All this changed the day we changed our idea and refocused on e-recipes and delivery. There was a real buzz about the team, once I had convinced them that change was necessary. This subtle mood shift became more and more apparent as we geared up for the symposium and obtained lots of favourable data along the way, such as promising survey results from our focus groups.
The atmosphere was so different when comparing how we worked on each of our ideas. In both cases we had favourable market research data, but working on our Goceries there so many “what ifs” popping up, while with GoRecipes, we were really excited to see this through. When I first came up with the rough GoRecipes outline, it was almost like a lightbulb turning on. The most important thing was that the concept truly excited me and that was probably the most important indicator for me, if this idea was going to the right one.

This has been a really long write-up. Like I said, I really learn so much during this course. No lie. My journey has taken so many unexpected turns that I'm not even sure my entry does it justice. The bottom line is that TE has been one of the most fulfilling course I have attended. And that's the truth, no fluff.

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TE - 2011/12 Term 2 - Wong Wei Min

by Wong Wei Min

I am pleased to be enrolled to this Technological Entrepreneurship course. This course has enabled me to learn many things that are not taught by other modules in SMU. Throughout my entrepreneur journey in this course, I am able to understand more in-depth about the industry my project is doing on. This is because it requires me to get out of the school class setting and interact with industry people to know what the future outlook is for this industry is like. I find it very fruitful to be able to identify business opportunities in the specific industry that my project is doing on after conducting surveys, consolidating the survey results from people I have interviewed and doing further researches that is not covered in the school textbook. Only through ground work, I will then know for sure whether my business idea is feasible and well-accepted by the public.

There is no doubt that my entrepreneur journey is not as smooth sailing as I thought it would be. Firstly, this is due to the fact that my team has to spend a lot of time per week to refine our business model and business plan. Immediately after the presentation to the class, we will meet up as a group to fine tune our business plan based on my classmates’ feedbacks. I feel that it is very important to be able to accept feedbacks from others and not to be myopic with our group’s own idea. Therefore, one of the thing I have learnt as an entrepreneur is that’s you need to be able to listen to people suggestions cause there are always reasons why people think in a certain manner which we tend to overlook at times. Another thing I have learnt is that as an entrepreneur, we have to be willing to try and learn new things constantly. My group project requires us to create an online website to sell our services to the customers but to come out with an entire website that is fully functional in such a short period of time is not easy, especially since my group only has two programmers trying to do up the website and using the wordpress platform in building a website was a totally new thing to our group.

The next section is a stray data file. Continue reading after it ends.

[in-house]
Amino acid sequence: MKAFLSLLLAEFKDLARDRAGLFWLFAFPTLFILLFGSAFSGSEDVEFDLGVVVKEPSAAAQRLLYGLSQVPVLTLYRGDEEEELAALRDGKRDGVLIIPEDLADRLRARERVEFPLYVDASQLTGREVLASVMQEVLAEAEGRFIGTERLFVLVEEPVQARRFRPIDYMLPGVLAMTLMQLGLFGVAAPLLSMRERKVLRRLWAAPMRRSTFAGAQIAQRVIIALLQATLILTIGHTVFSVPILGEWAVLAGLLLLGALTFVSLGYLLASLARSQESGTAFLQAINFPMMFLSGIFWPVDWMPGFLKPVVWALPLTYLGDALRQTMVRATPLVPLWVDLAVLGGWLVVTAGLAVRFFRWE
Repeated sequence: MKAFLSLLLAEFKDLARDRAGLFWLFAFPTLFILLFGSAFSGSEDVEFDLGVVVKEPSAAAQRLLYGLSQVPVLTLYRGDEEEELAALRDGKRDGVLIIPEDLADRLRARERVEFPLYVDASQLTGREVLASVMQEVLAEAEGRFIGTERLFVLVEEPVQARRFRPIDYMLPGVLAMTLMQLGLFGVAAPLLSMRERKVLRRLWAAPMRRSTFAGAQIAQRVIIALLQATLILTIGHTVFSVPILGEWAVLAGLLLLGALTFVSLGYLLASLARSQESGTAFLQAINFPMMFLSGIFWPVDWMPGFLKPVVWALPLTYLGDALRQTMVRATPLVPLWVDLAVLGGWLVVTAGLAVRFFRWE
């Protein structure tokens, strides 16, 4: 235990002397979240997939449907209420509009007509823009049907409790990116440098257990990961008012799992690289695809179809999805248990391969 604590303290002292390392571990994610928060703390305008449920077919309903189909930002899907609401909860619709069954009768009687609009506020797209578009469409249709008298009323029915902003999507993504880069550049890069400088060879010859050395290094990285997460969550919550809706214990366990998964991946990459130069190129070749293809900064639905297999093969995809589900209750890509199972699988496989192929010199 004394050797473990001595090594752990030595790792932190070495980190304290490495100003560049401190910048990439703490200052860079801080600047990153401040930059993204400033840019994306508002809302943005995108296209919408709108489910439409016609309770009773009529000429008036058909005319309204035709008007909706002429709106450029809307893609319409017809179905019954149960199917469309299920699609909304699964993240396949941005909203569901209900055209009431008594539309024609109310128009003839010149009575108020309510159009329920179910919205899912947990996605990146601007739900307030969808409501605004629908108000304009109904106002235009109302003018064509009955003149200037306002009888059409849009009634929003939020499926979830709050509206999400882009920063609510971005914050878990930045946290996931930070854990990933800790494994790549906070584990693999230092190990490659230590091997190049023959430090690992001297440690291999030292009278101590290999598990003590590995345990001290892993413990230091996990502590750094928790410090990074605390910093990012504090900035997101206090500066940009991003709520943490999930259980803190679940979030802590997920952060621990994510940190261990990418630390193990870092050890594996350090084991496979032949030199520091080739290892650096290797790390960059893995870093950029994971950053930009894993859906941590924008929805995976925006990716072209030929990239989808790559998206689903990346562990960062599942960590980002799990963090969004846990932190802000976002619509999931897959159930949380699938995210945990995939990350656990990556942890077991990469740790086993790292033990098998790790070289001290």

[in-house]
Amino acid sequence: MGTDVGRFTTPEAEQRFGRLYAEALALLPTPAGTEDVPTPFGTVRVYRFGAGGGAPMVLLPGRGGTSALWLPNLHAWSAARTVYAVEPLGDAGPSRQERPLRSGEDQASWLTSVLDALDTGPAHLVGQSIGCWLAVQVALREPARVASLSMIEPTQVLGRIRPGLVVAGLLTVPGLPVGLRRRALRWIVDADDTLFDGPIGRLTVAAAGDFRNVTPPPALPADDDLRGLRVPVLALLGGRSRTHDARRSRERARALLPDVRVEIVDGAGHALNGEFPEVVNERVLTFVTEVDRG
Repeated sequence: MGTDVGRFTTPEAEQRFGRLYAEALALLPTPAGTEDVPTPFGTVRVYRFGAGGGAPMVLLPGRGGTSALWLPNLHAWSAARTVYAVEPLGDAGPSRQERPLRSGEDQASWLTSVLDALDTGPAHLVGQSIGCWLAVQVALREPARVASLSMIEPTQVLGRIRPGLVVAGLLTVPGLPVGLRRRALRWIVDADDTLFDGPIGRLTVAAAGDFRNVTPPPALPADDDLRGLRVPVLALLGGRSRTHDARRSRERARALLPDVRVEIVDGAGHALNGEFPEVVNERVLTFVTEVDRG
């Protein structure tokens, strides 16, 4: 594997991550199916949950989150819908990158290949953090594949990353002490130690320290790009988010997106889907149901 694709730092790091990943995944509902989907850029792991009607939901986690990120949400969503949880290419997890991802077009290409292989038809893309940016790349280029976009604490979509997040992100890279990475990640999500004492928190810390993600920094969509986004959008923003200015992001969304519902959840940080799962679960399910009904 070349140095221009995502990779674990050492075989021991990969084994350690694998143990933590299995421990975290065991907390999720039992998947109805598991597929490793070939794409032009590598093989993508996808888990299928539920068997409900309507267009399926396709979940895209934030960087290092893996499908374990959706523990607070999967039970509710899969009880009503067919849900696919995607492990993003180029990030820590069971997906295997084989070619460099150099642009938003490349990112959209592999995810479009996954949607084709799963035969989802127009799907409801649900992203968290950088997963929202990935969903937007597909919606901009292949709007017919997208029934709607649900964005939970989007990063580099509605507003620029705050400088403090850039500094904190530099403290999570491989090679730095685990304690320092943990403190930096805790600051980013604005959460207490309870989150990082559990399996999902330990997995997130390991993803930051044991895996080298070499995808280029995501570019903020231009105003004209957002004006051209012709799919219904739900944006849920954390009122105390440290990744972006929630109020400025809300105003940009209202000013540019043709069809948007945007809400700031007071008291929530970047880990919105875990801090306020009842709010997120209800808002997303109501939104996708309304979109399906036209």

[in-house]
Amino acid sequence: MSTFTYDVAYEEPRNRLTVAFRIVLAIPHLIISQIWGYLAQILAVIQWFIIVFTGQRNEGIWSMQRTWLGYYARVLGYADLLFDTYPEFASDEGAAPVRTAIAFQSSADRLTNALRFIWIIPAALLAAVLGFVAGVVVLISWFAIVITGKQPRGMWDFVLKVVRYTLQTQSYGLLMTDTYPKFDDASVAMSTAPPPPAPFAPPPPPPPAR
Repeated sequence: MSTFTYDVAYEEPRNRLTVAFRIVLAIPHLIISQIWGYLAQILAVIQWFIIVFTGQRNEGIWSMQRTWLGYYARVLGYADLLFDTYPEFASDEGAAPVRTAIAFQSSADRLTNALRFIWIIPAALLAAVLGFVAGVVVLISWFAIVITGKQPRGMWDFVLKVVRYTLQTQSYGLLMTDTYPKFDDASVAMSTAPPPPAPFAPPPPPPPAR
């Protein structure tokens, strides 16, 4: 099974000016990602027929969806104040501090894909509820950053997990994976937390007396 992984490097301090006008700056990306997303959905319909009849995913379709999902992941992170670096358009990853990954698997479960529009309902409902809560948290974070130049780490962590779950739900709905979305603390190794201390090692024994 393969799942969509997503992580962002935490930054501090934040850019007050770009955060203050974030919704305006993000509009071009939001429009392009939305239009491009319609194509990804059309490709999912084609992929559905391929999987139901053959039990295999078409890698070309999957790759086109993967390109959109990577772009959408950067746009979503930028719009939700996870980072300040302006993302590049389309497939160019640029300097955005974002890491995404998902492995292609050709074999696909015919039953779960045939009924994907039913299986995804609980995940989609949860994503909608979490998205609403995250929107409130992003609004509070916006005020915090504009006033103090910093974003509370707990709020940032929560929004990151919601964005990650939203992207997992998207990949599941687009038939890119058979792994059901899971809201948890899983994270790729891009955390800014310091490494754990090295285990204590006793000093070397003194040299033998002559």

Secondly, working together as a group was not easy as my group consists of 7 people which can be considered to be quite a large group. Delegation of roles and responsibilities of each individual is important so that we can meet the deadline for all of our presentations. Also, helping one another in the group is important when one of our group mates is not able to finish his / her part. I think that this is more applicable for a start-up as one cannot just wait for his partner to finish his part as the deadline comes close. For a start-up, timing is very important. Launching the product on time and ensuring that the operation follows according to the milestones that were planned will help to reduce the risk of jeopardising its future planning for a start-up.

Thirdly, this course demanded my group to build something out of nothing for my group project. From a simple idea that is slowly shapes and refined by my classmates with guidance from Prof to a feasible business plan that is fit to be presented to investors to start a real business, no words could explain how this journey has impacted me. One will only be able to understand until he has gone through it. As of now, this is only just a project we are currently doing to fulfil the requirement for this Technological Entrepreneurship course. However, I hope that after this course, my group and I are able to get started and transform it into a real business. I believe that it would be a more challenging experience for me and I will definitely be able to learn much more from it.